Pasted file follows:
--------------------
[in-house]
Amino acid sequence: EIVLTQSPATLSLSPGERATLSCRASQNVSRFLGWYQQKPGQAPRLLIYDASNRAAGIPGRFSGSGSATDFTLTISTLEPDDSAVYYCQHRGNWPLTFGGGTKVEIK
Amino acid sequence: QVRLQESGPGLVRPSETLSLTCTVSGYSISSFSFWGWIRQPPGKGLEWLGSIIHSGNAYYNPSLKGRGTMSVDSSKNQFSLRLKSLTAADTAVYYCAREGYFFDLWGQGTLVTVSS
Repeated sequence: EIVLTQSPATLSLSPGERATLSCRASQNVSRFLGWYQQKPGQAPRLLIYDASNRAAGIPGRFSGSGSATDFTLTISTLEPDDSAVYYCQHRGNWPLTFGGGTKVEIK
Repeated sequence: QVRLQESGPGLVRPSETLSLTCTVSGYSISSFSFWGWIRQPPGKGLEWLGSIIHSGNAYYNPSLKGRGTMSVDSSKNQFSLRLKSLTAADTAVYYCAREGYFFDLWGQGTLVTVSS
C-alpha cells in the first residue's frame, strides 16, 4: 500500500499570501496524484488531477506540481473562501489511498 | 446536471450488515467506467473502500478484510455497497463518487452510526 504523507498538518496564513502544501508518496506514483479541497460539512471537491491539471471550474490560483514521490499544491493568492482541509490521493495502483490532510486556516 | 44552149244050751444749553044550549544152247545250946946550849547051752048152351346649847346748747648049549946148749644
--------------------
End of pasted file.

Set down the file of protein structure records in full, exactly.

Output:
[in-house]
Amino acid sequence: EIVLTQSPATLSLSPGERATLSCRASQNVSRFLGWYQQKPGQAPRLLIYDASNRAAGIPGRFSGSGSATDFTLTISTLEPDDSAVYYCQHRGNWPLTFGGGTKVEIK
Amino acid sequence: QVRLQESGPGLVRPSETLSLTCTVSGYSISSFSFWGWIRQPPGKGLEWLGSIIHSGNAYYNPSLKGRGTMSVDSSKNQFSLRLKSLTAADTAVYYCAREGYFFDLWGQGTLVTVSS
Repeated sequence: EIVLTQSPATLSLSPGERATLSCRASQNVSRFLGWYQQKPGQAPRLLIYDASNRAAGIPGRFSGSGSATDFTLTISTLEPDDSAVYYCQHRGNWPLTFGGGTKVEIK
Repeated sequence: QVRLQESGPGLVRPSETLSLTCTVSGYSISSFSFWGWIRQPPGKGLEWLGSIIHSGNAYYNPSLKGRGTMSVDSSKNQFSLRLKSLTAADTAVYYCAREGYFFDLWGQGTLVTVSS
C-alpha cells in the first residue's frame, strides 16, 4: 500500500499570501496524484488531477506540481473562501489511498 | 446536471450488515467506467473502500478484510455497497463518487452510526 504523507498538518496564513502544501508518496506514483479541497460539512471537491491539471471550474490560483514521490499544491493568492482541509490521493495502483490532510486556516 | 44552149244050751444749553044550549544152247545250946946550849547051752048152351346649847346748747648049549946148749644